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Doomed to Fail in Hockey if born in Summer?

A widely debated topic in the sports world is whether or not being born in the first months of the year determine which hockey players make it to the NHL. I found the base article debating the issue on Smithsonian.org and then followed it to the actual paper. The theory that the best hockey players are born in the winter was made famous by Malcom Gladwell. Basically, players that are born after January 1, which is the age group cut-off date in Canada, a big hockey country, will be more strong and skill-established than their younger counterparts in their age group at the ages where a couple of months can make a difference in size. These older players will, which sounds plausible, be the fastest, make better teams, stand out and get better coaching, all leading towards increased skill compared to the younger players in the groups. Therefore, Malcom Gladwell claims that the NHL has more players born in the first quarter than any other year.

However, this may not be true; the matter was studied by Robert O. Deaner in depth. In hockey, players drafted to the NHL are not guaranteed a spot on the teams; more than half will never play in the league’s games. Although many coaches draft the older players, as seen below, many of them don’t live up to their expectations, because of the selection bias placed on them.  It was actually shown in a study of all of the drafted players from 1980-2006 that the players born later in the year were twice as likely to succeed in the league, even though they were often picked many slots later than the older draftees.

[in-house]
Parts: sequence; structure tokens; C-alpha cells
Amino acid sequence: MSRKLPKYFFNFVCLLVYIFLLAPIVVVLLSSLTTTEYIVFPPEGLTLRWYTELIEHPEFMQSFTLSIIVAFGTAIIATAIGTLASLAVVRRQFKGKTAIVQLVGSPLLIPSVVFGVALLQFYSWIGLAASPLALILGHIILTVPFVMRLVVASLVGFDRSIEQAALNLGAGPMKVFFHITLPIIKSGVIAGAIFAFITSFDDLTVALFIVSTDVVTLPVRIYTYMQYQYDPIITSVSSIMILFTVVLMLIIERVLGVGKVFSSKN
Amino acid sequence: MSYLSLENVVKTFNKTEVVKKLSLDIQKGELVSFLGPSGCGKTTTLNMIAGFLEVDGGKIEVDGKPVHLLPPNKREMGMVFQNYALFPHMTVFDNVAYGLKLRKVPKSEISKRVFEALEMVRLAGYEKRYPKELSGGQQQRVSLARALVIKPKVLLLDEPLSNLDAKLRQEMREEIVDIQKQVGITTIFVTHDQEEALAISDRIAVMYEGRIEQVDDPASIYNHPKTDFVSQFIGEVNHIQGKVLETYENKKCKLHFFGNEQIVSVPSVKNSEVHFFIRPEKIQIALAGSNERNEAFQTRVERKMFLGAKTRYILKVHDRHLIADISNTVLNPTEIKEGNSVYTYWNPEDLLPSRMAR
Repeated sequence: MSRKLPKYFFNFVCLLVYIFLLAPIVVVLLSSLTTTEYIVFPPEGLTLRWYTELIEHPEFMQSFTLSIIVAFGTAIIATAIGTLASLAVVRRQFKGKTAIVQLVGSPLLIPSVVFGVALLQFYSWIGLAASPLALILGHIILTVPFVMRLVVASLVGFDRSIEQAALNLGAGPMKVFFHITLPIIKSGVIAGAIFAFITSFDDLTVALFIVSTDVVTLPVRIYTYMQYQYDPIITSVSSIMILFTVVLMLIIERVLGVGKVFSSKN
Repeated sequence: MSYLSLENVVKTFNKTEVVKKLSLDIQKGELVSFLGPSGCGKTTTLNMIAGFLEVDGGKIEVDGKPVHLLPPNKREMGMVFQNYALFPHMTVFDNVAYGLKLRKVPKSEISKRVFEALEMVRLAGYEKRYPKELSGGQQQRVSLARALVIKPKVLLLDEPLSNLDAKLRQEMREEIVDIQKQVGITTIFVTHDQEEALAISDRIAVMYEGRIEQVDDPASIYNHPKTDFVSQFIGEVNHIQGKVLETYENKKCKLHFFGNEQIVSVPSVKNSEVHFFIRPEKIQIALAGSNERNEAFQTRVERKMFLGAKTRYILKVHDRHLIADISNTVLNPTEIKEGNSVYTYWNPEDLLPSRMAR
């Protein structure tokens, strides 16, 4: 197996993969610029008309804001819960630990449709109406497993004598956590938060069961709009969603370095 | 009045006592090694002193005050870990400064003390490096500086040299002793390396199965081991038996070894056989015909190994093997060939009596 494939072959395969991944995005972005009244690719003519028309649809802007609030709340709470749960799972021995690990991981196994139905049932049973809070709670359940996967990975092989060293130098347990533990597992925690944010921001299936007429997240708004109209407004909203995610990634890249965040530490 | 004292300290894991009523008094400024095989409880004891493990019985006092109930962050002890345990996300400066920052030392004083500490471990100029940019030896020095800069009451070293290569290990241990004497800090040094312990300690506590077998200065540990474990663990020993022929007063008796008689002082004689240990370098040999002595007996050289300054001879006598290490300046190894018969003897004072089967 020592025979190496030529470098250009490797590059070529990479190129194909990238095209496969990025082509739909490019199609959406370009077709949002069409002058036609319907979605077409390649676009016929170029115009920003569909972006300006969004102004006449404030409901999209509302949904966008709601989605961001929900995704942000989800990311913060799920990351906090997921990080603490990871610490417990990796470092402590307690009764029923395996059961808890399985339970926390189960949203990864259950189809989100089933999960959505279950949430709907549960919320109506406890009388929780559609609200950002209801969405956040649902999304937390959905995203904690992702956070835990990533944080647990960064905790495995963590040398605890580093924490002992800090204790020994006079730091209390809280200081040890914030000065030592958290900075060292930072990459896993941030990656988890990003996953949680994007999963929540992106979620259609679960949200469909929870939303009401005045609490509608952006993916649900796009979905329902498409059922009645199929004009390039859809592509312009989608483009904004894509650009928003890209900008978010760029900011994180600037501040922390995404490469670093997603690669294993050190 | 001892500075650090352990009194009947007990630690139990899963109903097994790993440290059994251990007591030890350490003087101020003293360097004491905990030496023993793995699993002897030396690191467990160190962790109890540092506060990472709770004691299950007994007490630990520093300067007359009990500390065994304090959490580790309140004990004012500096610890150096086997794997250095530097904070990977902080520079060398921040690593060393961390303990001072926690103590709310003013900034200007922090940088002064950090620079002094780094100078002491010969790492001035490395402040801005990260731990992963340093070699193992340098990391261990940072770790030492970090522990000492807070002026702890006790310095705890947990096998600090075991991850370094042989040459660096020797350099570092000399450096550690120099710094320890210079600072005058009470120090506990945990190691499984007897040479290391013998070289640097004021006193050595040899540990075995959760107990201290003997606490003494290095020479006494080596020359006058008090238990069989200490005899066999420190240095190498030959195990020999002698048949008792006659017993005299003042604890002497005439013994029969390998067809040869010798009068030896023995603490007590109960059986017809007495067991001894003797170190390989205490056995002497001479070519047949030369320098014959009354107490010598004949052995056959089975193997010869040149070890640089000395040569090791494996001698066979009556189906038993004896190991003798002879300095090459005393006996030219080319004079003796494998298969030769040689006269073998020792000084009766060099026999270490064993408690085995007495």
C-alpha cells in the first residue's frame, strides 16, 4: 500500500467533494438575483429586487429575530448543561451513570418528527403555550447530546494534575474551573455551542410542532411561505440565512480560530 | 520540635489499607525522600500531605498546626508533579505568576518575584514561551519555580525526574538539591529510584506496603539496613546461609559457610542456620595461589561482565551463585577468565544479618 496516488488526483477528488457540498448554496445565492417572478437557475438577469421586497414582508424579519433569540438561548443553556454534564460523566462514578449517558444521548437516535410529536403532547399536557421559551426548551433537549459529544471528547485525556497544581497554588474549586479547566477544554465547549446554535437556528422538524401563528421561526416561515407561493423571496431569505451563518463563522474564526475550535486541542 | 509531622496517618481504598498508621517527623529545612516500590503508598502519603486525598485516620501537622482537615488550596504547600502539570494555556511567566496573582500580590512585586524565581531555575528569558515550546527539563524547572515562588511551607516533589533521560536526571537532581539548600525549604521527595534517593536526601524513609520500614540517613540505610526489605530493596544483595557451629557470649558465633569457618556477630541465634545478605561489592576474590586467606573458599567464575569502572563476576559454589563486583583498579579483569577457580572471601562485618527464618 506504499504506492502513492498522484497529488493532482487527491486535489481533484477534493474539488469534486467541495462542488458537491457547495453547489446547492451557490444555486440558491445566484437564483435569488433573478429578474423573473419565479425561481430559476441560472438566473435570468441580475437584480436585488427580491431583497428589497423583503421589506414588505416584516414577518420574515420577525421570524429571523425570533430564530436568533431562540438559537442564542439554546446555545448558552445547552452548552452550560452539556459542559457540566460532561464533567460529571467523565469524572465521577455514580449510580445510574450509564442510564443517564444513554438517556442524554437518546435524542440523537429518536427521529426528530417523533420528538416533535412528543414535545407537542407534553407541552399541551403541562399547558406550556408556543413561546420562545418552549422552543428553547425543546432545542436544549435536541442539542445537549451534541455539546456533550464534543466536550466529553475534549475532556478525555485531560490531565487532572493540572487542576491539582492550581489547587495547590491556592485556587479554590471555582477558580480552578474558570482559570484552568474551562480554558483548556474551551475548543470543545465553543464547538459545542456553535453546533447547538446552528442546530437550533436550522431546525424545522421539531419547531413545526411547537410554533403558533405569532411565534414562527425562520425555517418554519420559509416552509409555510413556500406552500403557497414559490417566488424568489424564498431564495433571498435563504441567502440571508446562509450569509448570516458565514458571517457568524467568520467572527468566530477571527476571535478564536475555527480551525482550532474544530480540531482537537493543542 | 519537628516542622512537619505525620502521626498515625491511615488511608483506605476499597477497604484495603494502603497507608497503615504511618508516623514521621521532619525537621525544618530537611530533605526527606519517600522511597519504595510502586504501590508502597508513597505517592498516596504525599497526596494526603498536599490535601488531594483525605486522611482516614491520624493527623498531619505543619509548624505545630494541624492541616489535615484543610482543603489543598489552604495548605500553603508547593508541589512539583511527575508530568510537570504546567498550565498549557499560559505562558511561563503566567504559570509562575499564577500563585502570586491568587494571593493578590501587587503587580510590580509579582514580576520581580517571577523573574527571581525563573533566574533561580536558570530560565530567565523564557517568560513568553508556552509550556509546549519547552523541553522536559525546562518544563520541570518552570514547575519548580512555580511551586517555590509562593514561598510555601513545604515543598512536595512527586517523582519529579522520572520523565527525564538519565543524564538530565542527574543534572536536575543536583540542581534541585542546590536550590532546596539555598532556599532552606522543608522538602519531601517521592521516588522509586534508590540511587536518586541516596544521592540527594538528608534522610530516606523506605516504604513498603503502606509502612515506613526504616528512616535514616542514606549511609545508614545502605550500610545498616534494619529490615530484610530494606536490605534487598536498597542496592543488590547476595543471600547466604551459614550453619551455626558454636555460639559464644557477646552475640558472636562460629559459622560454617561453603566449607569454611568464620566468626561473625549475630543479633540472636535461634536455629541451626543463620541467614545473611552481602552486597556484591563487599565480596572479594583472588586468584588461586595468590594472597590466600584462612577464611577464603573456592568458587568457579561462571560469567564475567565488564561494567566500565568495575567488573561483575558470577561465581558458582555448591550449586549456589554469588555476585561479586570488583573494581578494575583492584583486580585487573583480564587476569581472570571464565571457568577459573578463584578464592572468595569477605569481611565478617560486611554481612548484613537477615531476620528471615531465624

According to the paper by Deaner, draft selection measures the perceived talent and their performance in the league determines their realized talent. It seems to me that the older players are less likely to make it because they were chosen due to the bias that is placed on the NFL prospects. The younger players made it because they showed exceptional talent and are placed less on a pedestal because of their age and their perceived belief to be less likely to succeed, which seems to be wrong.


You can see in these graphs from the study, the productivity vs. the perceived ability.

Personal anecdote here: I met Marty St. Louis and Derek Stepan from the New York Rangers in June of this year. They are both two of the best players on the Rangers and played major roles in bringing NYR to the Stanley Cup Finals this past season. Funny enough, it was both of their birthdays, so my story further supports Deaner and his paper.